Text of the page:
“I had shaken hands on a deal for 2007 with DFL in October 2006. I intended to commute to the continent, spending blocks of time abroad. But two weeks after we’d done the deal, Nick Collins, “for reasons he couldn’t go-into” said there was no place for me on the squad in 2007. I wanted to stay full-time on the bike and exploit my full potential, so I was really pleased, when Rapha came along with an offer which enabled me to do that.

“The way I look at it, is that you commit to things, if you are a pro then it’s full-time. If I was working part-tme then I would be as well working full-time and making good money. I’d met Guy Andrews from Rapha at a training camp a year-or-two ago and we’d kept in touch; they had sposored a team on a limited scale in 2006 and wanted a Premier Calendar squad for 2007. We talked back and forward and agreed a deal.”

Rapha and Condor must be happy with how the season has gone?

“We’ve exceded their best expectations. The UK racing scene is competitive now, I think that the televised racing on Eurosport has helped tremendously. I was riding the nocturne at Smithfield and couldn’t believe the amount of Rapha kit that was being worn by spectators; the company has found its niche in the market.

“Grant Young of Condor is very happy too, his dad, Monty was at the Lincoln when I won it and said that it was one of the best races he’d ever seen. The talk is of a ten rider UCI-registered team for next season, with six road riders and four criterium riders with maybe three or four trips abroad. There’s no ‘pie in the sky’ with the team, everything they have said in terms of clothing, bikes, race programme and contract has come to pass; they are very ethical guys.”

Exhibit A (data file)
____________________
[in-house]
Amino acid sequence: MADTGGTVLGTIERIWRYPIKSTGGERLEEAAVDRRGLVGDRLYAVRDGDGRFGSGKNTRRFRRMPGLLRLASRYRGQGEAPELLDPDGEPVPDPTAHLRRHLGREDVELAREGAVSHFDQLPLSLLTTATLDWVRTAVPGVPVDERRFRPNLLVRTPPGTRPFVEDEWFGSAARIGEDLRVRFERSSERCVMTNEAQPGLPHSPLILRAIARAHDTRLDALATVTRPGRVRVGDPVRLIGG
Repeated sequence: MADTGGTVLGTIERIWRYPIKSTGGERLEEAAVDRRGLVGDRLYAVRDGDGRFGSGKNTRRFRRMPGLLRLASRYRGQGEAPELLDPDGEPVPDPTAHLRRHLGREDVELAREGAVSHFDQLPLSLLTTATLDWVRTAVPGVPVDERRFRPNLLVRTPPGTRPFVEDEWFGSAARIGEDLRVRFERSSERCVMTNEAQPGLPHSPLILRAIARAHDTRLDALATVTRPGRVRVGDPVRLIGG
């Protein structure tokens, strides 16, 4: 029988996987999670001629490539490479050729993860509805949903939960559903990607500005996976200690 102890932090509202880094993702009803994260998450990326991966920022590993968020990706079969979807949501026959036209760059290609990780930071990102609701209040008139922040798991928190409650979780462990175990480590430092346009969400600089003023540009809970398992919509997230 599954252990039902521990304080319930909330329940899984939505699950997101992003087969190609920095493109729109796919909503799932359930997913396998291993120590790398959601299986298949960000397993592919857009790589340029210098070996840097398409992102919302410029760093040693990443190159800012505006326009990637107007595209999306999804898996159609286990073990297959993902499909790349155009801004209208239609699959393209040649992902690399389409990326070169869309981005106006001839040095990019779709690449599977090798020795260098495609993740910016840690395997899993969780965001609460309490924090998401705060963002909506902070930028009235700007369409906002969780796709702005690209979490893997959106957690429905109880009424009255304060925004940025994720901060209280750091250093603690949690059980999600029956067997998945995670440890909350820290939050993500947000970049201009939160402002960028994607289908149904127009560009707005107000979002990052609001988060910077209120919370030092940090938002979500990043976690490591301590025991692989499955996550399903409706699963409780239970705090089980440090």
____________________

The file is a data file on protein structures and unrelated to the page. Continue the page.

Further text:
Dean Downing
Already looking forward to 2008.

Were you tempted to join Russell this season in seeking your fortune in the US?

“Not this season, because my life has changed, with getting engaged, but I was in negotiations with Toyota United to go out there in 2005. It didn’t happen because they brought-in an age restriction rule. Russell’s still having hassle sorting-out his visa, it’s as if the US embassy in London are making an example of him.”

And the rest of the season?

“I’ve got three criteriums and a three-day in France. I’m in talks with the squad for 2008 and I’m already looking forward to the new season with a stronger team.”

VeloVeritas would like to thank Dean for his time and wish him and his team, all the best for the rest of 2007.

Ed Hood
Ed Hood
Ed's been involved in cycling for over 47 years. In that time he's been a successful time triallist, a team manager, and a sponsor of several teams and clubs. He's also a respected and successful coach and during the winter months can often be found working in the cabins at the Six Days for some of the world's top riders. Ed remains a massive fan of the sport and couples his extensive contacts with an inexhaustable enthusiasm for the minutiae and the history of our sport.